On Friday evenings during the winter, Pauline Speed and Loretta May phone each other to check on their dinner plans. “You feel like cooking tonight?” one friend will ask the other. Often, they said, the answer will be no and they’ll walk over to Grace Church to partake in a Vineyard winter tradition: the community supper.

“Camaraderie and the food is what brings us,” Ms. Speed said over Hungarian beef stew at the Edgartown Whaling Church, another community supper destination for the duo. “It makes the winter go by. Not a lot of other things going on.”

West Tisbury dinner Betsy VanLandingham
Betsy VanLandingham, Marjorie Peirce and Margaret Gallagher serve in West Tisbury. — Mark Alan Lovewell

“All the people work so hard and make it so good,” added Ms. May from across the table.

As cold winter days turn into colder winter evenings, community suppers offer comfort four nights a week for those hungry for a warm meal or companionship. While the dinners, held in four different towns, each have their own flavor, three common themes recur: friendship, a sense of community and a good warm meal.

On a recent Wednesday at the West Tisbury Congregational Church volunteers bustled about the kitchen serving food for a crowd that averages between 60 and 80 people, said Marian Irving, who was taking a break from kitchen duties. Cronig’s market provides meat for the dinner, like the 40 pounds of chicken baked, fried, and barbecued that night.

Natalie Evanson bread
Natalie Evanson, 3, of Oak Bluffs. — Mark Alan Lovewell

The Black Dog Bakery provides bread for the meal and the rest is provided, potluck style, by attendees. That Wednesday, the dinner assortment included a host of vegetable dishes from squash to peas, salads, a chicken calzone and vegetarian enchiladas.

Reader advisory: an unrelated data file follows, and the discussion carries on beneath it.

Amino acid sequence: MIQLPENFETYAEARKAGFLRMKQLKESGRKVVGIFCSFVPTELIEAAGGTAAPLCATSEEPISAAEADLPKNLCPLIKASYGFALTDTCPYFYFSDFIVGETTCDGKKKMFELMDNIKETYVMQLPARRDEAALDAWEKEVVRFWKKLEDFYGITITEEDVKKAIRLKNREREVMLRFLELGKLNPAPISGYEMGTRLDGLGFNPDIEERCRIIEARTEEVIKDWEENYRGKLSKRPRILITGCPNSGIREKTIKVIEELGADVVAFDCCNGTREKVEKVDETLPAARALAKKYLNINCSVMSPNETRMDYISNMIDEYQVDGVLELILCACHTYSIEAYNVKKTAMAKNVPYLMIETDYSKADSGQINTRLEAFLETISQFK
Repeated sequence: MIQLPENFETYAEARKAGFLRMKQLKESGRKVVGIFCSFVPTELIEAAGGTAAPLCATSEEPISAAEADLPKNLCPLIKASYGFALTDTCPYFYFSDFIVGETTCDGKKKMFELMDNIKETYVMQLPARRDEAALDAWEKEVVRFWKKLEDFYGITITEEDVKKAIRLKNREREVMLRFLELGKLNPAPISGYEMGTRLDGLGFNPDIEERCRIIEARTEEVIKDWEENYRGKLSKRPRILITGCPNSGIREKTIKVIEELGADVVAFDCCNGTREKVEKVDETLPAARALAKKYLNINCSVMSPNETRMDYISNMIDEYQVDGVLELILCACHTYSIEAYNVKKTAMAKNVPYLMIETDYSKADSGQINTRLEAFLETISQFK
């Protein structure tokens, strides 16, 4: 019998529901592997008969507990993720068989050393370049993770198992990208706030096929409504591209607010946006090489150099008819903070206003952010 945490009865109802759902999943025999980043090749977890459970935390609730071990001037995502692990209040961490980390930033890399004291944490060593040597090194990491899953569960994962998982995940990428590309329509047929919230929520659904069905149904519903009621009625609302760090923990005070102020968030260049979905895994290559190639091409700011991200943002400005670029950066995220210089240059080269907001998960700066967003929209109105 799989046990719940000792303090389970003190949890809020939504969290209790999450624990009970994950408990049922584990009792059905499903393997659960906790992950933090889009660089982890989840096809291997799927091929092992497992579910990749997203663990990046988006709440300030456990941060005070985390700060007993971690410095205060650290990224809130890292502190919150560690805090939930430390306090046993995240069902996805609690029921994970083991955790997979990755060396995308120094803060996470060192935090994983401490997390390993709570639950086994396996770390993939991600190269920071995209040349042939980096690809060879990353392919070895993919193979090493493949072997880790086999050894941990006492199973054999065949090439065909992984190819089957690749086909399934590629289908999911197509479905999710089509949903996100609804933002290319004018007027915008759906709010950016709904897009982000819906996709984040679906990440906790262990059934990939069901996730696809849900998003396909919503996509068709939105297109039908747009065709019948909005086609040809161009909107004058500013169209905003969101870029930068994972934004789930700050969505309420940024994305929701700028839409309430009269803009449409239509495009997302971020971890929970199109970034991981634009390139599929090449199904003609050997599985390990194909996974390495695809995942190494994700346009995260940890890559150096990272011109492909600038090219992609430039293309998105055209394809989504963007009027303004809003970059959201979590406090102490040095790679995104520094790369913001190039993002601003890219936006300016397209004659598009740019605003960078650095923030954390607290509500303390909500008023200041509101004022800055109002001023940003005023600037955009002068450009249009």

The food “never goes to waste,” Ms. Irving added. Leftovers are packaged to take home and some is delivered to people who are ill or could not come to the dinner.

The church started hosting the suppers “to provide food for people who might be short of food,” said Susie Bowman, a church member and supper attendee. But the nights morphed into a community event that always provides “an opportunity for people who are on the lonely side or just want to get out and socialize.”

Church potluck meal
Chilmark Community Church potluck supper on Tuesday night. — Mark Alan Lovewell

At West Tisbury, as at the other churches, donation baskets are set out for those who want to contribute.

Several Vineyarders make the rounds at all of the different suppers. Regulars note that each night has a different feel and also acknowledge having preferences about which serves the best food, not that they’ll make their preferences public.

Stephanie Brothers, a West Tisbury resident, said she attends several of the dinners with her daughter, Annabelle. Fridays at Grace Community Church, where Ms. Brothers is a parishioner, are “friendly, great food, like a community.” The Grace Church dinners are potluck style, with parishioners signing up to bring desserts, sides, and soups.

potluck Bob Clermont soup
Bob Clermont serves soup at Old Whaling Church. — Mark Alan Lovewell